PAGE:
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Is Myers Briggs The Right Assessment For Talent Selection?

The Myers Briggs Type Indicator® (MBTI®) is one of the most widely used and well-respected personality instruments in the world. About two million people in the U.S. take the MBTI each year, and it’s been translated into over 30 languages.

The MBTI provides fascinating insight into what drives an individual, how they interact with others, and how they might react in certain situations. But is it the right tool for talent selection?

Despite its popularity, and the fact that the MBTI provides gratifying narratives that describe what type of person you are, this test doesn’t have much utility beyond self-understanding. People find it interesting to learn about themselves. The MBTI might help someone decide on a general career path (“INTJs make good scientists”), but it’s not meant for employers to evaluate a candidate’s fit for a particular job.

Why not? Unlike assessments that are designed for talent selection, the MBTI doesn’t measure work-related aspects of an individual’s personality, and it doesn’t compare the results to specific job requirements, or a job success model.

Ipsative vs. Normative: What’s the Difference?

Myers Briggs and other ipsative tests like DISC (which measures Dominance, Influence, Conscientiousness, and Steadiness) are type-based tools. In the MBTI, test takers fall into one of sixteen personality types, indicated by four letters, such as INTJ, ESFJ, ENFP, etc.

An ipsative test compares traits within an individual and identifies which traits are stronger than others. For example, someone might be more assertive than they are energetic. But this type of test won’t tell you how that person compares to other candidates in your applicant pool.

When you break down the scoring on a personality test used for talent selection, you need to know two things:

  1. Where does a candidate fall on a particular trait (like assertiveness) compared to others? For this, you need to use a normative test, which measures an individual’s traits against a norm of standard performance. On an ipsative test, candidate A may show high assertiveness, but on normative test, you might see that candidate A is actually 2X less assertive than candidate B.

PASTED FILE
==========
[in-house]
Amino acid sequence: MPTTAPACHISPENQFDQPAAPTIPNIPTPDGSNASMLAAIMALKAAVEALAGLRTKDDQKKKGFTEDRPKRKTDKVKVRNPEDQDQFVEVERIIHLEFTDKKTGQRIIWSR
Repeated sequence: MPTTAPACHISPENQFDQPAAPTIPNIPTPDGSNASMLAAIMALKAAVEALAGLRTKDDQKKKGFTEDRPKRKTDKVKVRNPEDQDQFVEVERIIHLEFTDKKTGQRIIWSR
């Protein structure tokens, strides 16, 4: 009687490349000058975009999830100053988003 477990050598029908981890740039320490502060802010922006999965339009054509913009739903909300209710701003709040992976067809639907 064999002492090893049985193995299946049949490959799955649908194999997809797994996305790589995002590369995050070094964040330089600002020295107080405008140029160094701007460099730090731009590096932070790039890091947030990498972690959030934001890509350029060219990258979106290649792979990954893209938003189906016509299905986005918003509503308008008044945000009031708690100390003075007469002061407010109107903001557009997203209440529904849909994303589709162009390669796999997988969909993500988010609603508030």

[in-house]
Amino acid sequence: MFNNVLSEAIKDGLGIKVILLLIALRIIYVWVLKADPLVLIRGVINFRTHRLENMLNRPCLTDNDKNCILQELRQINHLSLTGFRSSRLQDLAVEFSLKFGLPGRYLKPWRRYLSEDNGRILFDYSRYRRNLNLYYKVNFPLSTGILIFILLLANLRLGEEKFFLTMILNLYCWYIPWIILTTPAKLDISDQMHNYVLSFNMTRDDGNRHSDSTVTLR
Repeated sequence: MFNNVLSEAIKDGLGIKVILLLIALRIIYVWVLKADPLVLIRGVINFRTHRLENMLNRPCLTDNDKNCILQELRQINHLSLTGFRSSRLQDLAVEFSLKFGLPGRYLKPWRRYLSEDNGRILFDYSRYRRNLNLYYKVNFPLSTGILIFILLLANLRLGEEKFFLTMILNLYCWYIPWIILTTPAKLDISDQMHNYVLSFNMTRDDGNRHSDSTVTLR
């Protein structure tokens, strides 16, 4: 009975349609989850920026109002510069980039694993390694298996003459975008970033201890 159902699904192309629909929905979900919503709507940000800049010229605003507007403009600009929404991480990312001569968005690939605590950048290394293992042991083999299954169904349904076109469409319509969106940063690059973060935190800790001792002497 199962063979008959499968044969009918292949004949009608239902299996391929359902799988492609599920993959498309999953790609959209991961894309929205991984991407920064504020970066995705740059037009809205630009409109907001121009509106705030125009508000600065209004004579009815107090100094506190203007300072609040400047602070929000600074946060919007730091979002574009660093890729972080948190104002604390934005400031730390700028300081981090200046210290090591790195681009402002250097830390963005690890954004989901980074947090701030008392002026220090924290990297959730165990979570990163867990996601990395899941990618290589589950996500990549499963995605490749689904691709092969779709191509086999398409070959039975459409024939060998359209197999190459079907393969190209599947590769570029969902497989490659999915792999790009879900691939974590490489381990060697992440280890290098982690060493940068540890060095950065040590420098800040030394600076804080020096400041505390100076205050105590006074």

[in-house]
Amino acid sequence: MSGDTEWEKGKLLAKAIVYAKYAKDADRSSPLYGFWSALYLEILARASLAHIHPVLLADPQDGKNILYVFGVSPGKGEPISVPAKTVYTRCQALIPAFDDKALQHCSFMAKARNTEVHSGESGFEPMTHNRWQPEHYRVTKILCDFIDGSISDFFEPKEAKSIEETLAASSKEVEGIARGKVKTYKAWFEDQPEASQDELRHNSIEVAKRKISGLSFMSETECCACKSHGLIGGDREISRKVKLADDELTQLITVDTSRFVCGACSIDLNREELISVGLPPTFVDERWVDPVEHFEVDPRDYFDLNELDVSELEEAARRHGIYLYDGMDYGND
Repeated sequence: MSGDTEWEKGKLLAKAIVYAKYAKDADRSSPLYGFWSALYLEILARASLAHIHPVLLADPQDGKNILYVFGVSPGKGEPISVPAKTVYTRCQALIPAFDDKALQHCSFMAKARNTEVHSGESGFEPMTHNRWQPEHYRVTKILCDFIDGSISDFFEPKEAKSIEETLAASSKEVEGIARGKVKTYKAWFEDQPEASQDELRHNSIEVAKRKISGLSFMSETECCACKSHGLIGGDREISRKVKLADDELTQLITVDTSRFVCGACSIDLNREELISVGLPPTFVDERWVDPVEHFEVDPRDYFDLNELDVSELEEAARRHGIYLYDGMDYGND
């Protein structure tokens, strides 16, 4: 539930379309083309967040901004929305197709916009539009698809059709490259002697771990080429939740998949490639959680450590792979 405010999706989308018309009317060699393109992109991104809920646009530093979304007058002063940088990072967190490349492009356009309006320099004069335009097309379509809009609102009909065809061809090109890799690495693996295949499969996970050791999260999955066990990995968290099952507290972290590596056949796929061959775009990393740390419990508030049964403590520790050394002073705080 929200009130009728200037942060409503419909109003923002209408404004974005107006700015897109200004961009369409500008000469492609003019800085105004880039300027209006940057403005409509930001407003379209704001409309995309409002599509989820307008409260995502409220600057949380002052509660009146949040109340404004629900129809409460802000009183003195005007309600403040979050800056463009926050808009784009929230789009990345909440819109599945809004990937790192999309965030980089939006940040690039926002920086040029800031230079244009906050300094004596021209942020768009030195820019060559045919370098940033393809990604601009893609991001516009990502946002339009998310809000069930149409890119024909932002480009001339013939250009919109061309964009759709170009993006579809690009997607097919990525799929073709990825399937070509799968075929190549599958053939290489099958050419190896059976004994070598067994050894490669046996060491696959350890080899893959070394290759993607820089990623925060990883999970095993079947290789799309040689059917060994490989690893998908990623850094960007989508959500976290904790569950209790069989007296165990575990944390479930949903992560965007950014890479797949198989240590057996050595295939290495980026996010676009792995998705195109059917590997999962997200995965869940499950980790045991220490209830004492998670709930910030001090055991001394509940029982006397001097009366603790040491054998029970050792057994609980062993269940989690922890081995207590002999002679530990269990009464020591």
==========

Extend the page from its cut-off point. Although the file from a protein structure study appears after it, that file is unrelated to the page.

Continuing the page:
2. How will a trait like assertiveness effect job performance? For customer service jobs, assertiveness isn’t as important as a trait like energy or accommodation or sociability. Measuring assertiveness for a store associate position might be interesting, but it won’t help you choose the candidate who will perform best on the job.

When to Use an Ipsative Assessment, and When Not To

As you can see, it’s essential to choose an assessment that fits your purpose. Myers Briggs and other ipsative tests work well for personal development, coaching, and vocational counseling. These tests can also be used for team building, as learning about coworkers’ personalities and work styles can help manage interactions within a team or department.

But when it comes to making hiring or promotion decisions, where you must compare and rank people against each other, an ipsative test is not the way to go.

For talent selection, you need a normative test, like OutMatch Assessment, which identifies candidates as a strong, good, fair, or poor match for the job, and provides a ranking that compares candidates to others applying for the same job. OutMatch Assessment also identifies areas where candidates are likely to struggle, and provides a development guide to help them become more effective in the role.

Want to learn more about using assessments for talent selection and employee development? Tour the OutMatch Platform today.

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